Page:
The apex of Thursday night’s prime time GOP debate came as the discussion, never that robust, devolved into two contenders for the nation’s highest office shouting at each other, ironically over hugs.
Paul and Christie sparred over the post-9/11 perennial tensions between national security and civil liberties. Paul, who has adopted the fresh-faced libertarian banner is best known for his anti-drone strike filibuster, in the best tradition of Mr. Smith Goes to Washington style off-the-cuff populism, and opposition to the recently demolished Patriot Act.
Christie, who has harped almost exclusively thus far in the campaign on his prosecution of terrorists during his tenure as a Bush-appointed U.S. attorney, is exactly the opposite. In the past, he said Paul’s opposition to NSA bulk data collection endangers American security, even going so far as to suggest he should be called before Congress and held responsible if another attack occurs.
Sparks were sure to fly, and fly they did, with Rand literally screaming about the centrality of the Fourth Amendment to the American Revolution and the sanctity of the Bill of Rights. Christie characterized Paul’s assertion that he wanted more scrutiny of terrorists and less of average citizens as “a completely ridiculous answer.”
And the exchange disintegrated from there, with Paul shouting “Get a warrant,” Christie pontificating about “blowing hot air,” and making slimy, emotionalistic appeals about the hugs he got from the families of 9/11 victims.
There are no winners in this kind of discourse, amusing though it may be in the moment. It’s childish, venial and ultimately harmful to the tone and quality of American political discourse.
But, it is also significant because it embodies the current war within the Republican party. There are many, particularly amongst younger demographics more likely to vote if they feel an issue is exigent enough to their personal life, who vehemently agree that bulk data collection and retention is Orwellian and in direct violation of the Fourth Amendment.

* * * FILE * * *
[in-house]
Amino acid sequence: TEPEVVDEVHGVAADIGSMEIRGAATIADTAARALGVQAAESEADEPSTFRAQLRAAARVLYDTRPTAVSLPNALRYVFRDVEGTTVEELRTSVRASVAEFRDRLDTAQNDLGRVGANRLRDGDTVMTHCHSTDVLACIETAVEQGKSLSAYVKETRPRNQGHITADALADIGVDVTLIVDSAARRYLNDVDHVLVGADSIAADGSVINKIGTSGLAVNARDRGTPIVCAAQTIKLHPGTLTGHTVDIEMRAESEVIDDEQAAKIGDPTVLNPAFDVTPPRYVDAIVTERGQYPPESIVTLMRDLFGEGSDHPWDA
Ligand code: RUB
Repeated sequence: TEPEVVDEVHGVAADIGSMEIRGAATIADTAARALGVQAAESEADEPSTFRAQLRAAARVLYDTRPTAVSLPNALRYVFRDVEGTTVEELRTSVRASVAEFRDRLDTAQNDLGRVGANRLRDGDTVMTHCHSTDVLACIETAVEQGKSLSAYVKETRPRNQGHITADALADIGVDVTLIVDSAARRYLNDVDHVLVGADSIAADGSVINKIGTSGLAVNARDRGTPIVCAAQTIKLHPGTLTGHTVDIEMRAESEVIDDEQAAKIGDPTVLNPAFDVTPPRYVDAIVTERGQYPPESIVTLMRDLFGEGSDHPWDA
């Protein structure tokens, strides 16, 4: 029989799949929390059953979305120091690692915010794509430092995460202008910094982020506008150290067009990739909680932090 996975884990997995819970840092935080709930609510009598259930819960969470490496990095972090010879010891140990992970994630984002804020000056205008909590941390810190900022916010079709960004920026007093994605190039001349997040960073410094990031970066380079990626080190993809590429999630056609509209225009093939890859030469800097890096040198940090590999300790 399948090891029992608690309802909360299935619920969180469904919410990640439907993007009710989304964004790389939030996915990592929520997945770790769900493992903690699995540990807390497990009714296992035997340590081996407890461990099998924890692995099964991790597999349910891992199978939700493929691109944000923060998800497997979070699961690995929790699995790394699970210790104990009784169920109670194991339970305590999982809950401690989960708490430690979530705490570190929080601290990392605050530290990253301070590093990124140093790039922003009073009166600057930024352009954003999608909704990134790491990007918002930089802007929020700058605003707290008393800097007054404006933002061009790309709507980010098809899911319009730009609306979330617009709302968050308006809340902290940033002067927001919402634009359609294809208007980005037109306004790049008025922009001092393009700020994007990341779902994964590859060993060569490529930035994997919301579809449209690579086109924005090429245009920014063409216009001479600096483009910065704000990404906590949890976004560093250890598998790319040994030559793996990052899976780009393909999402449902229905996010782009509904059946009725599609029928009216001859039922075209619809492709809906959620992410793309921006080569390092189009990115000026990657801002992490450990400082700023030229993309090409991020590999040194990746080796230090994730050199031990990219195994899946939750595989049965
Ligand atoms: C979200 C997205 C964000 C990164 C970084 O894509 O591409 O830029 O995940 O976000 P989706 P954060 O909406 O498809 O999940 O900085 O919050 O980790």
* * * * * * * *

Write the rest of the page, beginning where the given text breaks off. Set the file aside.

There are also many who identify with the “Old Guard” wing of the party that the federal government’s viable national security interest makes surveillance well within their Constitutional purview.
This is a conflict that transcends a single issue. It is inherent in the recent kerfuffle over Ted Cruz calling Mitch McConnell a liar, it is behind the rise of the Tea Party and resistance from intransigent moderates like John McCain who feel comfortable calling their own base “crazies.” But most importantly, it is what lead to the milquetoast candidacy of Mitt Romney, whose deference and moderation led to another debate debacle, which helped hand another term to President Obama, despite his terrible record.
Much like the Christie-Paul spat, these tensions are not resolved, Ideologues from both sides merely fall back to shouting epithets at each other. And in doing so they appear petty and allow the debate to drift away from the tensions that are stymieing Republican victory in national races and policy fights.
There is nothing wrong with divisiveness so long as it is rooted in genuine, deep-seated differences in worldview and focus on the facts, not whether a person’s character is more or less valid based on their beliefs. The overwhelming point of having a primary is to work out these differences, allow the voters to assess whose vision they like best and let the party move in the direction of the majority of its base. However, there still needs to be room for dissent. Otherwise, the party as a whole runs the risk of becoming fascistic.
Though there were no winners in the NSA sparring, Christie definitely came off as more boorish because of his classification of Paul’s principle-rooted position as “completely ridiculous.” Paul’s manner was aggressive and overbearing, but it was at least buoyed by a passionate belief in the cause he has championed, somewhat inconsistently, in his Senate tenure.
In their desire to win national office, Republicans cannot merely write off minority opinions as fringe because they are a liability with the greater populace. Otherwise, they run the risk of losing their ideological foundation and becoming hollow, undoing any good that might be attained in gaining political power.